Completing degrees and entering the world as teachers can be a nerve-wracking time for soon-to-be graduated students, and the Faculty of Education always provides a final opportunity to network and ask questions before jumping into the industry.

A favourite day for the Faculty, the PS III Large-Group Seminar and Symposium returned in its most normal iteration since 2019 to close out the fall semester, with more than 150 students and representatives from 16 school divisions filling the Curriculum Lab. The day featured a school division walkabout, a presentation by the Alberta Teachers’ Association (ATA) and an administrators’ panel, where students engaged in discussion with a trio of school principals.

“We are so blessed to have such strong relationships with our school divisions, and the work they do with our students is amazing,” says Assistant Dean, Field Experiences, Dr. Sharon Pelech. “The testament comes when they’re willing to come here and spend their mornings meeting with our students and talking with them, seeing them as potential hires; I think that’s a real indicator of our relationships with them.”

Grasslands Public Schools Assistant Superintendent, Sean Beaton, says it’s a mutually beneficial partnership of which his division takes full advantage.

“It’s an opportunity to meet with a crop of new teachers and get a sense of what people are looking for, and also share our story about a division I’m very proud of,” he says.

The teachers that come out of the University of Lethbridge are very, very ready for the rigors of the lesson planning and preparedness components, classroom management; they understand the systems and they’re ready to go. They hit the ground running, and they have a leg up.

Heather Goodman, the coordinator of staffing for the Calgary Board of Education, says ULethbridge grads are always in high demand, and attending the event gives the representatives a chance to pitch the perks of their divisions.

“Students want jobs, and of course everybody is hiring, and so we are looking for feedback from students on what they want,” says Goodman. “We find U of L grads just seem to have a really solid understanding of what good teaching and learning looks like – especially with their literacy programs – and a good understanding of what research-based practice looks like.”

Coming out of their final 15-week practicum (Professional Semester III), intern teachers in the Faculty of Education are ready to jump into the industry headfirst, and students say the final event made the idea of applying for jobs a little less intimidating.

“I think it’s just nice being able to have all these resources given to us, and to be able to actually talk to people in an informal but formal setting and not feel the pressure of an interview,” says McKenna Shigemi.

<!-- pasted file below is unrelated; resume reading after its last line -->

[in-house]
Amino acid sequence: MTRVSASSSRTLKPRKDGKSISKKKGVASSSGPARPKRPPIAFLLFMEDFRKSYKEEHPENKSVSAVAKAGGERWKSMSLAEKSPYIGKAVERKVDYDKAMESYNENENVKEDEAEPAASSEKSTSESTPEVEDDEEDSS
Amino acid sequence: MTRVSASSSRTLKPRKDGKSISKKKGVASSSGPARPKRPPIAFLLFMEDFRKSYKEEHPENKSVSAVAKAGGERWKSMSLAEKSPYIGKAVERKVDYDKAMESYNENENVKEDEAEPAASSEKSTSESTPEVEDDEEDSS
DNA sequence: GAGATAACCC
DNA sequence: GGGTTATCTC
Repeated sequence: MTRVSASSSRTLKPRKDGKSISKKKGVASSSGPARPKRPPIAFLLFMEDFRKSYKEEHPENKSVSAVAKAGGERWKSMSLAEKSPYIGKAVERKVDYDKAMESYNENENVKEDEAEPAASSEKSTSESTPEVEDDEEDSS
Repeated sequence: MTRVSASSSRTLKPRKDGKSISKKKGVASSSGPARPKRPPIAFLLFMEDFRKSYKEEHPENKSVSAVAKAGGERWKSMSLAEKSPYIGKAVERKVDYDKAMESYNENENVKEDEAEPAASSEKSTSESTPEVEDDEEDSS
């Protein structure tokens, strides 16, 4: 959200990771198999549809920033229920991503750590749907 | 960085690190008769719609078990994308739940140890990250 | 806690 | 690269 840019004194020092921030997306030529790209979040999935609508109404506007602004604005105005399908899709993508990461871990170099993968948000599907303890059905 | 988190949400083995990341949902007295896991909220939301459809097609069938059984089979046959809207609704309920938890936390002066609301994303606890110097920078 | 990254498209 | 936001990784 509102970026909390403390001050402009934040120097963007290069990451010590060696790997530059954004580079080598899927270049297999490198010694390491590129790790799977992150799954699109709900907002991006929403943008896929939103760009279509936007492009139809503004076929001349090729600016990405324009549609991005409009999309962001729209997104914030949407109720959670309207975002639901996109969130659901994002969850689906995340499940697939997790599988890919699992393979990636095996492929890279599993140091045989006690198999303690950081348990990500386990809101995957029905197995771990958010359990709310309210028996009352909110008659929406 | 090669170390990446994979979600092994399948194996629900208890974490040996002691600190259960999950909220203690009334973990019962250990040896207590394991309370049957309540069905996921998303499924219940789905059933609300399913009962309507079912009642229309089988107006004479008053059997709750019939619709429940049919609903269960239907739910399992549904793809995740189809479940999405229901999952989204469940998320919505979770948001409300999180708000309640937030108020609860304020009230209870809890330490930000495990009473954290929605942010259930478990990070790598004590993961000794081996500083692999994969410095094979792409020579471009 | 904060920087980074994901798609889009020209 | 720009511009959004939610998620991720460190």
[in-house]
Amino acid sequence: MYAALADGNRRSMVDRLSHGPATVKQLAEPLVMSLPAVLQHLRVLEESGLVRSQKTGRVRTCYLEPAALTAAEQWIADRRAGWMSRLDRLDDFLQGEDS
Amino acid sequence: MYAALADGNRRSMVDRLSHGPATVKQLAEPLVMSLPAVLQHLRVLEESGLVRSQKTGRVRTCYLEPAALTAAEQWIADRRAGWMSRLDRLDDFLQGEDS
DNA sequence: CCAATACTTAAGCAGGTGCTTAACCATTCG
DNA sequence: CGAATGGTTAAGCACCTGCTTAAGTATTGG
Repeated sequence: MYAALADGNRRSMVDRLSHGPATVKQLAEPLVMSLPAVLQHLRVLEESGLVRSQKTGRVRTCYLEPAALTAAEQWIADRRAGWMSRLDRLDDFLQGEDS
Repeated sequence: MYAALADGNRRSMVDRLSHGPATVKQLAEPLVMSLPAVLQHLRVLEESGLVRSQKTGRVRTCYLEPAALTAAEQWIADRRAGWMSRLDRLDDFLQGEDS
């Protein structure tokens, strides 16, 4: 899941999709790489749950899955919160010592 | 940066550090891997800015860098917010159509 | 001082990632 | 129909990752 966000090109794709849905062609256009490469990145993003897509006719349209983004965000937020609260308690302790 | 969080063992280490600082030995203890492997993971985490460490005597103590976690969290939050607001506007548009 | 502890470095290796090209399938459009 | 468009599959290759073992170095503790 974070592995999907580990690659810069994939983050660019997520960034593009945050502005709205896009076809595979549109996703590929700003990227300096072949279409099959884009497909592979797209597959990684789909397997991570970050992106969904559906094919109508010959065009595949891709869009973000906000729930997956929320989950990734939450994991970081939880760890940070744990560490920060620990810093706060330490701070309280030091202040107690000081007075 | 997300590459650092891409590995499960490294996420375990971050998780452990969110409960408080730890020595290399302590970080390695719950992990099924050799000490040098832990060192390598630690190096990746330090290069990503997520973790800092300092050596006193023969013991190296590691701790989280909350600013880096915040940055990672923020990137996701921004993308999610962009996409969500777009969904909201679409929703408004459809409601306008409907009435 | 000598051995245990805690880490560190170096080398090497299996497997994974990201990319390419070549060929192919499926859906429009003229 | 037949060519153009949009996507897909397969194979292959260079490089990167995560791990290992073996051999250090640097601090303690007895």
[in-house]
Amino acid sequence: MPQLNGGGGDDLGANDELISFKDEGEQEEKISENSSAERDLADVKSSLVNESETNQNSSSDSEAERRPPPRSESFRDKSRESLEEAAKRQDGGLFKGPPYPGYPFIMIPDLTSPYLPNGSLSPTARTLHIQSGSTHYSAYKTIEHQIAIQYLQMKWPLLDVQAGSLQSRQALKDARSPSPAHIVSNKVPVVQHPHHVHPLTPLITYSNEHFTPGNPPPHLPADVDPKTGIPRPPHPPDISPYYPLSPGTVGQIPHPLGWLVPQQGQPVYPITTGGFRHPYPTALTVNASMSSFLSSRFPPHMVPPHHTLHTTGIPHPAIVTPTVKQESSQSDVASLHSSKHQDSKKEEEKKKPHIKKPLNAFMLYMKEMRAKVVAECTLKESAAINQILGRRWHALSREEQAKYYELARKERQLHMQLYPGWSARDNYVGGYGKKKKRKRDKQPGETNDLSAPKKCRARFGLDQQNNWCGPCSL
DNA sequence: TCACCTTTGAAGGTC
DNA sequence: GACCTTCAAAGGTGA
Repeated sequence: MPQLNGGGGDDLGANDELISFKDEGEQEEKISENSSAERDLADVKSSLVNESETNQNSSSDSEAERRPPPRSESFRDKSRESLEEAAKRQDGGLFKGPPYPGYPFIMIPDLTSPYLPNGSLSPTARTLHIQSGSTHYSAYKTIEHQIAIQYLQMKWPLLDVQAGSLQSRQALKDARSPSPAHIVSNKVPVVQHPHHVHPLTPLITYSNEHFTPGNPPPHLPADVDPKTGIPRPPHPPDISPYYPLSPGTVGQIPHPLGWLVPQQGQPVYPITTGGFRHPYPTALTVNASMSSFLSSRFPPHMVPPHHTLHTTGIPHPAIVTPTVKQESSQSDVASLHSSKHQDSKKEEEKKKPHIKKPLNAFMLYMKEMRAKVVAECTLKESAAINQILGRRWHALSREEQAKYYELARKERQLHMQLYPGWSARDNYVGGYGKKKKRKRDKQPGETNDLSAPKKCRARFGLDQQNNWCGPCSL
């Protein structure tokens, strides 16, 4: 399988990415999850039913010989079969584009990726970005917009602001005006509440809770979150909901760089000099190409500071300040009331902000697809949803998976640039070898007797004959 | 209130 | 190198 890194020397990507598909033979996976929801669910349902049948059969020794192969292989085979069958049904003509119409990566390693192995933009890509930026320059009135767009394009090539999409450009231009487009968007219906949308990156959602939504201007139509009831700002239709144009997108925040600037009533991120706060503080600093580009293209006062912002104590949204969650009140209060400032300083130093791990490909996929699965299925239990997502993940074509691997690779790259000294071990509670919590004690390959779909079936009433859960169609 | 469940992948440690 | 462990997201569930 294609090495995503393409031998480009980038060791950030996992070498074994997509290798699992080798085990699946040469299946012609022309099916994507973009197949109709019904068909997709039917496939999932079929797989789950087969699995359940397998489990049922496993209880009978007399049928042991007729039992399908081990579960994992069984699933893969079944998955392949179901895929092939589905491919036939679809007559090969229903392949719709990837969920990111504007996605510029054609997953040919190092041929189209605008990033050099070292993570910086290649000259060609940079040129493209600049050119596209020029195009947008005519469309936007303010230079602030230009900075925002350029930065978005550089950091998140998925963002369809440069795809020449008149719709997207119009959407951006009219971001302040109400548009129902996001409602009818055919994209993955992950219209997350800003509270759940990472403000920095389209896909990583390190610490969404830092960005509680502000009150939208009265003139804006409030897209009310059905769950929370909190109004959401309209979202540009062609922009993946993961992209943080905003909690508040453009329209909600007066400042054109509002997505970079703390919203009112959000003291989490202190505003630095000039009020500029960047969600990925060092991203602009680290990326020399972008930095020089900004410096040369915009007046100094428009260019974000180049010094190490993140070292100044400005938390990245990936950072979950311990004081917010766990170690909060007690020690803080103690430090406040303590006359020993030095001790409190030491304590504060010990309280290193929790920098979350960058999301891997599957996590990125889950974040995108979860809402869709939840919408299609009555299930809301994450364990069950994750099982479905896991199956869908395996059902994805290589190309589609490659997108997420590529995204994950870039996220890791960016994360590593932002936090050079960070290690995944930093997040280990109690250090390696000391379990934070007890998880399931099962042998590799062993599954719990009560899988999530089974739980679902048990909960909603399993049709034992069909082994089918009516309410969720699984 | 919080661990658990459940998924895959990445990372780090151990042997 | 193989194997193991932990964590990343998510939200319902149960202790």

Mahaliah Peddle says the event felt like a culmination point of all the hard work she and her classmates have put in.

“It was just a good way to reconnect and see people we maybe haven’t seen since PS I or other semesters and have an opportunity to think about the next steps for our professional growth,” she says.

Just learning about the divisions and seeing where you might want to apply, talking to people and getting your name out there, it’s a really good opportunity for us, who are going to be applying for jobs pretty soon here.

Morgan Day (BSc ’03, MSc ’05, BEd ’07), vice-principal at Lethbridge’s Winston Churchill High School and a ULethbridge alum, was part of the Administrators’ Panel that answered students’ questions on getting hired. She says the energy from students who participated in the discussions was contagious.

“I think it’s so exciting to see new teachers who are excited and passionate about their profession, and just having lots of wonderful questions about this awesome job that is teaching,” she says. “As they’re entering this world, I know it’s scary and you can be really nervous, but it’s nice to have a semi-casual conversation about what applying for jobs looks like and what we’re looking for on the other side.”

Day says her advice to students all goes back to trusting themselves and the training they’ve received in their education, as well as the experience gained during their practicum placements.

“Be open to opportunities, also be open to take risks, don’t sell yourself short, and be honest and true to your ‘why,’ why you’re a teacher and why you got into this profession in the first place,” she says.

The event wrapped up with the biannual Professional Inquiry Project (PIP) Symposium, where students presented their PIPs – completed during PS III – to colleagues and faculty. Pelech says her favourite part of the symposium is seeing how much students have grown throughout their time in the program.

“The symposium really connects their learning, and shows this confidence of who they are as educators,” she says. “Having been in a school for 15 weeks, they’re talking like teachers; they’re talking and having conversations about all the complexities of teaching, like teachers do every day. So that is really inspiring for me, that we know the future of education is in really good hands with these young folks that are coming through.”

The Faculty of Education’s Field Experiences office makes more than 1,000 practicum placements each year, with undergraduate students spending 27 weeks total out in the field, more than twice the amount required for teacher certification in Alberta.